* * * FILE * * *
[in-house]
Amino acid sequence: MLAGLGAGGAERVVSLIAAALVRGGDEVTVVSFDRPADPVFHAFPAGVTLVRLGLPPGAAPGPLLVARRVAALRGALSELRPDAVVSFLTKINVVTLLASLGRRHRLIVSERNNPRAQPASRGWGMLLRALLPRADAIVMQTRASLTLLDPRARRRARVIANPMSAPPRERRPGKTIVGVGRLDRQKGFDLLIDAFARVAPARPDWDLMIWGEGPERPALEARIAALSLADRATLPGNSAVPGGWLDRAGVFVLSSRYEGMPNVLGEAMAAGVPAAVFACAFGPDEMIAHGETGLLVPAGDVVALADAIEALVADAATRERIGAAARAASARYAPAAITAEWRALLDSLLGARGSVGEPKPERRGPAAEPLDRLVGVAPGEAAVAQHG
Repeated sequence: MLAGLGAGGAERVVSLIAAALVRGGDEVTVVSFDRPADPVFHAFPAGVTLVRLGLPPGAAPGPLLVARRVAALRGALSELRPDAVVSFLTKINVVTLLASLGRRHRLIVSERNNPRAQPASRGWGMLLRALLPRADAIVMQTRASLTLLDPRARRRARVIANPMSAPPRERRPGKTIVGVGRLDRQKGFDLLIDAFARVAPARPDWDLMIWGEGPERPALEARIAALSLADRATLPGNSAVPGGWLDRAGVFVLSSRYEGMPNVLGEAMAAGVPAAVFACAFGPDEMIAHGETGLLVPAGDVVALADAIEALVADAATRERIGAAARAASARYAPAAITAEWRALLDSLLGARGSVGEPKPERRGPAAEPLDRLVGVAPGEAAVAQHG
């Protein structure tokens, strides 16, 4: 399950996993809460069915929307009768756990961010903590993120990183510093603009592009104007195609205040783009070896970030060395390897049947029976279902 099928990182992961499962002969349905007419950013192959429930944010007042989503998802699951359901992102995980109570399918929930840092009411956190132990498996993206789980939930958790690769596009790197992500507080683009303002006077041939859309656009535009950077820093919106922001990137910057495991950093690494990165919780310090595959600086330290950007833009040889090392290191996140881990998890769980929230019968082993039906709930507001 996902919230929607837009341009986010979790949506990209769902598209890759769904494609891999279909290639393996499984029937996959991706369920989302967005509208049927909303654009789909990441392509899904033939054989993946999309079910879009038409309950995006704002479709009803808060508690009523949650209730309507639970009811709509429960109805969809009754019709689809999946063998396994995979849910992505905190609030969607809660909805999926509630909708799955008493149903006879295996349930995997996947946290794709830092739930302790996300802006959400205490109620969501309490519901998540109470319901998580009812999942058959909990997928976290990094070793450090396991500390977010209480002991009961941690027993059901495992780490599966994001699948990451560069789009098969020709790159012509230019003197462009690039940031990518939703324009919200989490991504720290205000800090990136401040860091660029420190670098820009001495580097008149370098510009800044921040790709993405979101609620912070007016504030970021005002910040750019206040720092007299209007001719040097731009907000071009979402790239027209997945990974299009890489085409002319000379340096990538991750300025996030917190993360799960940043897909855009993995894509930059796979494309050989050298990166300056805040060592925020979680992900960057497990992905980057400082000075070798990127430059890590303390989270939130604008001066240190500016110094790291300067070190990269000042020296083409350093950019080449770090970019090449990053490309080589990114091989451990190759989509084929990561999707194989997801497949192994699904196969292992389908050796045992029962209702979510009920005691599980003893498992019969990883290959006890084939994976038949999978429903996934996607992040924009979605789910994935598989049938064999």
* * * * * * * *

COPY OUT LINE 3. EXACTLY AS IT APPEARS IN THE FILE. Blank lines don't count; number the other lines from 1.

Repeated sequence: MLAGLGAGGAERVVSLIAAALVRGGDEVTVVSFDRPADPVFHAFPAGVTLVRLGLPPGAAPGPLLVARRVAALRGALSELRPDAVVSFLTKINVVTLLASLGRRHRLIVSERNNPRAQPASRGWGMLLRALLPRADAIVMQTRASLTLLDPRARRRARVIANPMSAPPRERRPGKTIVGVGRLDRQKGFDLLIDAFARVAPARPDWDLMIWGEGPERPALEARIAALSLADRATLPGNSAVPGGWLDRAGVFVLSSRYEGMPNVLGEAMAAGVPAAVFACAFGPDEMIAHGETGLLVPAGDVVALADAIEALVADAATRERIGAAARAASARYAPAAITAEWRALLDSLLGARGSVGEPKPERRGPAAEPLDRLVGVAPGEAAVAQHG